“You know, only a boy and girl can get married.”
I glanced at my wife in the passenger seat, before making eye contact with my 5-year-old son in the rear-view mirror.
“Oh, really?” I replied, as I drove us home from pre-school pick-up. “Who told you that?”
“Me. Me, myself. No one else”.
“OK. So, why do you think that?” I asked.
“Because only a boy and girl can get married. Not a boy and boy and not a girl and a girl. Only a boy and girl can get rings and be married. Otherwise, it’s against the rules and the president says so, and if you don’t listen to the rules the judge will be mad and you’ll be in trouble and the president will say go to jail.”
I looked over at my wife and sighed. I knew neither one of us believed that he had come to this conclusion by himself and it wasn’t the first time he had tested out statements he knew we did not agree with. He knew we were married and had even been part of our wedding ceremony two-and-a-half years ago.
My wife spoke up. “What is Mama? A girl or a boy?”
“A girl,” he replied.
“And what is Baba? A girl or a boy?”
“A girl,” he answered.
“Are we married? Do we have rings?”
“Do you think we should be in trouble?”
“OK, then” I added. “So you see that it’s alright for a girl to marry a girl and for a boy to marry a boy. What matters is that they love each other and all love is good love. We would never want to tell you, your sister or anyone else that they couldn’t love the person they did or that they couldn’t be together with the person they love. Does that make sense?”
“Good,” my wife replied. “And know that our president made this a law, that anyone who loves each other can get married, which is a very important and very good thing.”
“You good?” I asked.
“Yes” he replied and began a new conversation about the Christmas lights strung along the houses we passed as we turned into our neighborhood.
Although he claimed to come to this conclusion on his own, I very much doubted that was true. While only just 5 years old, I know there’s been much discussion among his 4 and 5-year old preschool peers over the past six months, especially as the vitriol that surrounded the 2016 presidential election seeped into their young subconscious.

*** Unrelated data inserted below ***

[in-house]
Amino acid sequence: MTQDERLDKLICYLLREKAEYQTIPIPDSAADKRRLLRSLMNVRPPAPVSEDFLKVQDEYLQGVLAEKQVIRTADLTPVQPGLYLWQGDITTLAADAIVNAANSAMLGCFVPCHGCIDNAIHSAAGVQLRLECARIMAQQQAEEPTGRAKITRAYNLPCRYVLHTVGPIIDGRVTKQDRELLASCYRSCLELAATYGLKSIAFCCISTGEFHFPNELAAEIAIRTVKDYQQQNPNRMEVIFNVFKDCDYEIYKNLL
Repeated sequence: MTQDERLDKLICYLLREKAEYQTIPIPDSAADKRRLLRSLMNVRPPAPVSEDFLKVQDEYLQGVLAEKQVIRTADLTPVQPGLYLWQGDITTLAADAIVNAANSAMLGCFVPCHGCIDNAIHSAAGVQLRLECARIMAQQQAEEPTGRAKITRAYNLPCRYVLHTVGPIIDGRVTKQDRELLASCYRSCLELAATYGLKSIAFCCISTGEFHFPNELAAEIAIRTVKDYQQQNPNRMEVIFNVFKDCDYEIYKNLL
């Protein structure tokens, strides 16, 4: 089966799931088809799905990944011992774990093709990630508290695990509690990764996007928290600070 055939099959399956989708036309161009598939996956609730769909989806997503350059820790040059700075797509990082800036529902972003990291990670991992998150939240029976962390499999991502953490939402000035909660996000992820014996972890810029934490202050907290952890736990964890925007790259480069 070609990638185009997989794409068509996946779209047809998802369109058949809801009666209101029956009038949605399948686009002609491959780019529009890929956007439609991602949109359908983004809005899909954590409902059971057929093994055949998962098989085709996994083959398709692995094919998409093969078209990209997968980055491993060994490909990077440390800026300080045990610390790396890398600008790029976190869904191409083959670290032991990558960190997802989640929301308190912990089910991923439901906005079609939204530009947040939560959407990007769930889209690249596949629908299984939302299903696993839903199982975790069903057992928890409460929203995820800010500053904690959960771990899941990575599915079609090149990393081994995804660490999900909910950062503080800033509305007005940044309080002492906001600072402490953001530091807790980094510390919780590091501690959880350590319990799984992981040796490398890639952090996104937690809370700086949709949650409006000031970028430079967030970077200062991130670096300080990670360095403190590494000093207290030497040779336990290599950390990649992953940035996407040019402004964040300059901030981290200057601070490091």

At the height of the election, my son informed the dinner table one night that “Hillary Clinton was bad and should be put in jail.” I watched as my wife choked on her bite and abruptly excused herself.
“You need to take this one,” she said to me, flushed, as she walked into the next room for air.
There was no mistaking who our house was (to use the preschool method of voting) “chanting” for. Our fridge was covered in “HRC” magnets and our “Clinton/Kaine” sign was the first in the neighborhood to be staked, out early and proud. Our family backpack was adorned with a large “H” button, which I will cowardly admit made me nervous, walking around street festivals, amusement parks and other public places in our rural, central Pennsylvania town.
As the fall months progressed, our son would cuddle with us on the couch in the dawn of early morning, watching MSNBC and pointing out politicians, proclaiming his support (Clinton) and his disdain (Trump). We consciously avoided winding him up into an “us vs. them” frenzy, instead calmly explaining WHY we were “chanting” for Hillary, why we supported her and why we opposed her opponent (though I will say my wife was a much more, ahem, “passionate” person than I when it came to this matter).